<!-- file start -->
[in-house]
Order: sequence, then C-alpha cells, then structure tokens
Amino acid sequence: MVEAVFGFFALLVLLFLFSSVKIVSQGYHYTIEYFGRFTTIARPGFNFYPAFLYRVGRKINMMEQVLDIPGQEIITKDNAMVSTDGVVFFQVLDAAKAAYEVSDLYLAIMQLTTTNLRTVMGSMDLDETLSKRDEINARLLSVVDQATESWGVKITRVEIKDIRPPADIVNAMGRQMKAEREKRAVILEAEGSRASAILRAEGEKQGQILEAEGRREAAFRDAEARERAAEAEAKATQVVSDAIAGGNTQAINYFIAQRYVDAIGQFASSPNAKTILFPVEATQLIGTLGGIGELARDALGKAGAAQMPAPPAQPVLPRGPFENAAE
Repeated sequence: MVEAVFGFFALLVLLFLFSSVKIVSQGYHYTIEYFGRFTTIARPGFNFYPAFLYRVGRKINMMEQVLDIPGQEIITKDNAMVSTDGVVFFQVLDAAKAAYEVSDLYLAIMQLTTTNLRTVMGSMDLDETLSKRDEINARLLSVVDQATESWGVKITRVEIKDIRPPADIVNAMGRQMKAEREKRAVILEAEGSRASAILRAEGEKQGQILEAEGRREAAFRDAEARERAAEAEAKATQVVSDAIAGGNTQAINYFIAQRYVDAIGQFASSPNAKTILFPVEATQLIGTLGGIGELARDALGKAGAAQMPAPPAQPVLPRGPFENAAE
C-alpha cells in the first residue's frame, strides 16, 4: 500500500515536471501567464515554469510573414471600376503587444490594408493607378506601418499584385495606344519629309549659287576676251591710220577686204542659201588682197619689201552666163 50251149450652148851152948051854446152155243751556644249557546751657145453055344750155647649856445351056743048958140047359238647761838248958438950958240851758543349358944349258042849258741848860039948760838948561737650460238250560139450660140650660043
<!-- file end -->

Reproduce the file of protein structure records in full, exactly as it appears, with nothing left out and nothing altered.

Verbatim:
[in-house]
Order: sequence, then C-alpha cells, then structure tokens
Amino acid sequence: MVEAVFGFFALLVLLFLFSSVKIVSQGYHYTIEYFGRFTTIARPGFNFYPAFLYRVGRKINMMEQVLDIPGQEIITKDNAMVSTDGVVFFQVLDAAKAAYEVSDLYLAIMQLTTTNLRTVMGSMDLDETLSKRDEINARLLSVVDQATESWGVKITRVEIKDIRPPADIVNAMGRQMKAEREKRAVILEAEGSRASAILRAEGEKQGQILEAEGRREAAFRDAEARERAAEAEAKATQVVSDAIAGGNTQAINYFIAQRYVDAIGQFASSPNAKTILFPVEATQLIGTLGGIGELARDALGKAGAAQMPAPPAQPVLPRGPFENAAE
Repeated sequence: MVEAVFGFFALLVLLFLFSSVKIVSQGYHYTIEYFGRFTTIARPGFNFYPAFLYRVGRKINMMEQVLDIPGQEIITKDNAMVSTDGVVFFQVLDAAKAAYEVSDLYLAIMQLTTTNLRTVMGSMDLDETLSKRDEINARLLSVVDQATESWGVKITRVEIKDIRPPADIVNAMGRQMKAEREKRAVILEAEGSRASAILRAEGEKQGQILEAEGRREAAFRDAEARERAAEAEAKATQVVSDAIAGGNTQAINYFIAQRYVDAIGQFASSPNAKTILFPVEATQLIGTLGGIGELARDALGKAGAAQMPAPPAQPVLPRGPFENAAE
C-alpha cells in the first residue's frame, strides 16, 4: 500500500515536471501567464515554469510573414471600376503587444490594408493607378506601418499584385495606344519629309549659287576676251591710220577686204542659201588682197619689201552666163 50251149450652148851152948051854446152155243751556644249557546751657145453055344750155647649856445351056743048958140047359238647761838248958438950958240851758543349358944349258042849258741848860039948760838948561737650460238250560139450660140650660043